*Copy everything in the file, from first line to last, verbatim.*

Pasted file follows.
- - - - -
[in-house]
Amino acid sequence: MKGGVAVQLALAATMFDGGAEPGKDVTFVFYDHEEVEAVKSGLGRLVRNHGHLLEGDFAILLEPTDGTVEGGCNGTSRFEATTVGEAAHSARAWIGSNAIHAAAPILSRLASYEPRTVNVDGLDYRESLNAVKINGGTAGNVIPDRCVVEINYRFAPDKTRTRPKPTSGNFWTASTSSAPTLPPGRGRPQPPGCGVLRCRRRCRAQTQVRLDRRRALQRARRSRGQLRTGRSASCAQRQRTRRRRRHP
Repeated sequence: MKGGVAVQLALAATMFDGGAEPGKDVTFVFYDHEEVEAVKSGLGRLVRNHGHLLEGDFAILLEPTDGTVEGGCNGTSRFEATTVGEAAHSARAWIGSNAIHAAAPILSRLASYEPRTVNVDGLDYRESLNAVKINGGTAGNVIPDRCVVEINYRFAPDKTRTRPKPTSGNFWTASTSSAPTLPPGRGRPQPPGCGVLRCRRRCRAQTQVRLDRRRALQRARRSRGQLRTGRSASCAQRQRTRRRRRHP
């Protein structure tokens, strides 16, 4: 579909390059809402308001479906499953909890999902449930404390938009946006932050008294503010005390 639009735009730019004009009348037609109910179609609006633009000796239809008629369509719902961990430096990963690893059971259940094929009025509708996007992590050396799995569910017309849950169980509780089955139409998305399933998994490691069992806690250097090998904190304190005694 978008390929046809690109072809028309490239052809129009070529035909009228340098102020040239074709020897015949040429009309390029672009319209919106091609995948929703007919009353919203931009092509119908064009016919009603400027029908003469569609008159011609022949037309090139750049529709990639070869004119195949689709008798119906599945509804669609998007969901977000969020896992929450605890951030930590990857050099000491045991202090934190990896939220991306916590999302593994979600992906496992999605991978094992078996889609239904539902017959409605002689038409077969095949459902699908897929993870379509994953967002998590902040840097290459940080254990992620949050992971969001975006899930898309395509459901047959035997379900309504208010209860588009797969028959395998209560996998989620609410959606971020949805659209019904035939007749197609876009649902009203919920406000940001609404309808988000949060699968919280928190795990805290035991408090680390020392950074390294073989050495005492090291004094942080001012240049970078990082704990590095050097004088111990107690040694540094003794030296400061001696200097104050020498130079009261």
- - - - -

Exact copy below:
[in-house]
Amino acid sequence: MKGGVAVQLALAATMFDGGAEPGKDVTFVFYDHEEVEAVKSGLGRLVRNHGHLLEGDFAILLEPTDGTVEGGCNGTSRFEATTVGEAAHSARAWIGSNAIHAAAPILSRLASYEPRTVNVDGLDYRESLNAVKINGGTAGNVIPDRCVVEINYRFAPDKTRTRPKPTSGNFWTASTSSAPTLPPGRGRPQPPGCGVLRCRRRCRAQTQVRLDRRRALQRARRSRGQLRTGRSASCAQRQRTRRRRRHP
Repeated sequence: MKGGVAVQLALAATMFDGGAEPGKDVTFVFYDHEEVEAVKSGLGRLVRNHGHLLEGDFAILLEPTDGTVEGGCNGTSRFEATTVGEAAHSARAWIGSNAIHAAAPILSRLASYEPRTVNVDGLDYRESLNAVKINGGTAGNVIPDRCVVEINYRFAPDKTRTRPKPTSGNFWTASTSSAPTLPPGRGRPQPPGCGVLRCRRRCRAQTQVRLDRRRALQRARRSRGQLRTGRSASCAQRQRTRRRRRHP
């Protein structure tokens, strides 16, 4: 579909390059809402308001479906499953909890999902449930404390938009946006932050008294503010005390 639009735009730019004009009348037609109910179609609006633009000796239809008629369509719902961990430096990963690893059971259940094929009025509708996007992590050396799995569910017309849950169980509780089955139409998305399933998994490691069992806690250097090998904190304190005694 978008390929046809690109072809028309490239052809129009070529035909009228340098102020040239074709020897015949040429009309390029672009319209919106091609995948929703007919009353919203931009092509119908064009016919009603400027029908003469569609008159011609022949037309090139750049529709990639070869004119195949689709008798119906599945509804669609998007969901977000969020896992929450605890951030930590990857050099000491045991202090934190990896939220991306916590999302593994979600992906496992999605991978094992078996889609239904539902017959409605002689038409077969095949459902699908897929993870379509994953967002998590902040840097290459940080254990992620949050992971969001975006899930898309395509459901047959035997379900309504208010209860588009797969028959395998209560996998989620609410959606971020949805659209019904035939007749197609876009649902009203919920406000940001609404309808988000949060699968919280928190795990805290035991408090680390020392950074390294073989050495005492090291004094942080001012240049970078990082704990590095050097004088111990107690040694540094003794030296400061001696200097104050020498130079009261």